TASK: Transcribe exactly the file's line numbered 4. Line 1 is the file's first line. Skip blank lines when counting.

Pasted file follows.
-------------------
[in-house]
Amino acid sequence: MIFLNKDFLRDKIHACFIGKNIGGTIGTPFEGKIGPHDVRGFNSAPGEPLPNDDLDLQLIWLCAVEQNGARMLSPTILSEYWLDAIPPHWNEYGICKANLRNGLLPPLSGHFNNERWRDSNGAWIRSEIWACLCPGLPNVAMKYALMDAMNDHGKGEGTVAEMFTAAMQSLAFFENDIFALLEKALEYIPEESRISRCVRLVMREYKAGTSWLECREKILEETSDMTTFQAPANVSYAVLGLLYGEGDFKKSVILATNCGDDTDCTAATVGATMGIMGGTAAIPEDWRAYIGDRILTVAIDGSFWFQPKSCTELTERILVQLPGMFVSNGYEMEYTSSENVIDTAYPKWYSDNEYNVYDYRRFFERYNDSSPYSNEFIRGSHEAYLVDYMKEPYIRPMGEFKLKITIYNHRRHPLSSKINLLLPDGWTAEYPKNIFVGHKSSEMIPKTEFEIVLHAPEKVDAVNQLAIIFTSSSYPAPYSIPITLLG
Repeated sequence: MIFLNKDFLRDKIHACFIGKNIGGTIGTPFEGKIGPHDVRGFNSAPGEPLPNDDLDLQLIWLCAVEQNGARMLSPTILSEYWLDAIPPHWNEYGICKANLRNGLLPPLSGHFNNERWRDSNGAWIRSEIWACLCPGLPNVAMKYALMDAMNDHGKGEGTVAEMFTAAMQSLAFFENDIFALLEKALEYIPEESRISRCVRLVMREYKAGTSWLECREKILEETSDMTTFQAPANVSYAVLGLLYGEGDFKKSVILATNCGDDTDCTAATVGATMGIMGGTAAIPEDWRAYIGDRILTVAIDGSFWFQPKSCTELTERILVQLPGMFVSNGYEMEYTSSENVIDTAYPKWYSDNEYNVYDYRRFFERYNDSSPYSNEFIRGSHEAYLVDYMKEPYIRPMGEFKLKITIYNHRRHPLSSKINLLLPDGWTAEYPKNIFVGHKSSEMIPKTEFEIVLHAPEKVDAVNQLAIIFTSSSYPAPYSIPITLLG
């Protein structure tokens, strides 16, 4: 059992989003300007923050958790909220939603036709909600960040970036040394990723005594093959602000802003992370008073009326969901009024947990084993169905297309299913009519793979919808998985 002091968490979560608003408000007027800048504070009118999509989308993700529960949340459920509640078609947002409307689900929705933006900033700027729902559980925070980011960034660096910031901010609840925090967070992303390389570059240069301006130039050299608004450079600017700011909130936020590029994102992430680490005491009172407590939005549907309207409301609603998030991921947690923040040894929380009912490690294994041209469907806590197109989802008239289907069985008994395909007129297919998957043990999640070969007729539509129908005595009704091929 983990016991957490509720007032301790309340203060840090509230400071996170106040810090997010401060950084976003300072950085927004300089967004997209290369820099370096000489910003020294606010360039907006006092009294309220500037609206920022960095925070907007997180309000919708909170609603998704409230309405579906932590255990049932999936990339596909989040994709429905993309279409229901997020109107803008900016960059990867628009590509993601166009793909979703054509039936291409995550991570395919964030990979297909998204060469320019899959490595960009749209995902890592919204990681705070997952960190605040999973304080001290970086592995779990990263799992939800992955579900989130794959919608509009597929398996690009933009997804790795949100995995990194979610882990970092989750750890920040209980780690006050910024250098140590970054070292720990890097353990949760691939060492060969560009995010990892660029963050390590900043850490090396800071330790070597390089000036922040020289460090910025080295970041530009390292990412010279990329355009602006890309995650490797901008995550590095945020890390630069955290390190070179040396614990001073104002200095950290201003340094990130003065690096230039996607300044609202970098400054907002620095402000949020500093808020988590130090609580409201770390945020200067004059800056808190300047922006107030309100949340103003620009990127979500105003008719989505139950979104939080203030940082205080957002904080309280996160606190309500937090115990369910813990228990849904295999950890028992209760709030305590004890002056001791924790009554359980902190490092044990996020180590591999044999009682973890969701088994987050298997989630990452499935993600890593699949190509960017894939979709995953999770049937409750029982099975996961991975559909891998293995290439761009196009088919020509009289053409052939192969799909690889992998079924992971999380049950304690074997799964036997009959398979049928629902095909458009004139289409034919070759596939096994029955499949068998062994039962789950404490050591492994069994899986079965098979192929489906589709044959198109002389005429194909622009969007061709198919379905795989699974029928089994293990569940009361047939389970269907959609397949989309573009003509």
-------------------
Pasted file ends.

């Protein structure tokens, strides 16, 4: 059992989003300007923050958790909220939603036709909600960040970036040394990723005594093959602000802003992370008073009326969901009024947990084993169905297309299913009519793979919808998985 002091968490979560608003408000007027800048504070009118999509989308993700529960949340459920509640078609947002409307689900929705933006900033700027729902559980925070980011960034660096910031901010609840925090967070992303390389570059240069301006130039050299608004450079600017700011909130936020590029994102992430680490005491009172407590939005549907309207409301609603998030991921947690923040040894929380009912490690294994041209469907806590197109989802008239289907069985008994395909007129297919998957043990999640070969007729539509129908005595009704091929 983990016991957490509720007032301790309340203060840090509230400071996170106040810090997010401060950084976003300072950085927004300089967004997209290369820099370096000489910003020294606010360039907006006092009294309220500037609206920022960095925070907007997180309000919708909170609603998704409230309405579906932590255990049932999936990339596909989040994709429905993309279409229901997020109107803008900016960059990867628009590509993601166009793909979703054509039936291409995550991570395919964030990979297909998204060469320019899959490595960009749209995902890592919204990681705070997952960190605040999973304080001290970086592995779990990263799992939800992955579900989130794959919608509009597929398996690009933009997804790795949100995995990194979610882990970092989750750890920040209980780690006050910024250098140590970054070292720990890097353990949760691939060492060969560009995010990892660029963050390590900043850490090396800071330790070597390089000036922040020289460090910025080295970041530009390292990412010279990329355009602006890309995650490797901008995550590095945020890390630069955290390190070179040396614990001073104002200095950290201003340094990130003065690096230039996607300044609202970098400054907002620095402000949020500093808020988590130090609580409201770390945020200067004059800056808190300047922006107030309100949340103003620009990127979500105003008719989505139950979104939080203030940082205080957002904080309280996160606190309500937090115990369910813990228990849904295999950890028992209760709030305590004890002056001791924790009554359980902190490092044990996020180590591999044999009682973890969701088994987050298997989630990452499935993600890593699949190509960017894939979709995953999770049937409750029982099975996961991975559909891998293995290439761009196009088919020509009289053409052939192969799909690889992998079924992971999380049950304690074997799964036997009959398979049928629902095909458009004139289409034919070759596939096994029955499949068998062994039962789950404490050591492994069994899986079965098979192929489906589709044959198109002389005429194909622009969007061709198919379905795989699974029928089994293990569940009361047939389970269907959609397949989309573009003509």